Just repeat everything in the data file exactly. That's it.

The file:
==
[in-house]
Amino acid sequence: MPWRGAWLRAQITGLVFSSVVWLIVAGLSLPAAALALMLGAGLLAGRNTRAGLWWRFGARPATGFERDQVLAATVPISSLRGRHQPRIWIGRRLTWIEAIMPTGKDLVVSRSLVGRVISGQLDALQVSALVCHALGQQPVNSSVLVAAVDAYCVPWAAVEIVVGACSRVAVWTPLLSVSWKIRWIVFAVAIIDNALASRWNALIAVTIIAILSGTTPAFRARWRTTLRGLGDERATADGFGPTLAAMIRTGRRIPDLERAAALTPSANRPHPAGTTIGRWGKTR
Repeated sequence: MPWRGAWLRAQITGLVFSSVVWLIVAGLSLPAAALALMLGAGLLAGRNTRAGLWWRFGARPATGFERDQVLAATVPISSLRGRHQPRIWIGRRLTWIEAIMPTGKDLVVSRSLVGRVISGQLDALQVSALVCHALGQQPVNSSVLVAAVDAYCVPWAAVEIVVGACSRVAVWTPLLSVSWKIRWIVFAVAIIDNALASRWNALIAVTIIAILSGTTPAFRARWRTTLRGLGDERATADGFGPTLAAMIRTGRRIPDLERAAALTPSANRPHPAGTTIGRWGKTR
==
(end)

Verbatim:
[in-house]
Amino acid sequence: MPWRGAWLRAQITGLVFSSVVWLIVAGLSLPAAALALMLGAGLLAGRNTRAGLWWRFGARPATGFERDQVLAATVPISSLRGRHQPRIWIGRRLTWIEAIMPTGKDLVVSRSLVGRVISGQLDALQVSALVCHALGQQPVNSSVLVAAVDAYCVPWAAVEIVVGACSRVAVWTPLLSVSWKIRWIVFAVAIIDNALASRWNALIAVTIIAILSGTTPAFRARWRTTLRGLGDERATADGFGPTLAAMIRTGRRIPDLERAAALTPSANRPHPAGTTIGRWGKTR
Repeated sequence: MPWRGAWLRAQITGLVFSSVVWLIVAGLSLPAAALALMLGAGLLAGRNTRAGLWWRFGARPATGFERDQVLAATVPISSLRGRHQPRIWIGRRLTWIEAIMPTGKDLVVSRSLVGRVISGQLDALQVSALVCHALGQQPVNSSVLVAAVDAYCVPWAAVEIVVGACSRVAVWTPLLSVSWKIRWIVFAVAIIDNALASRWNALIAVTIIAILSGTTPAFRARWRTTLRGLGDERATADGFGPTLAAMIRTGRRIPDLERAAALTPSANRPHPAGTTIGRWGKTR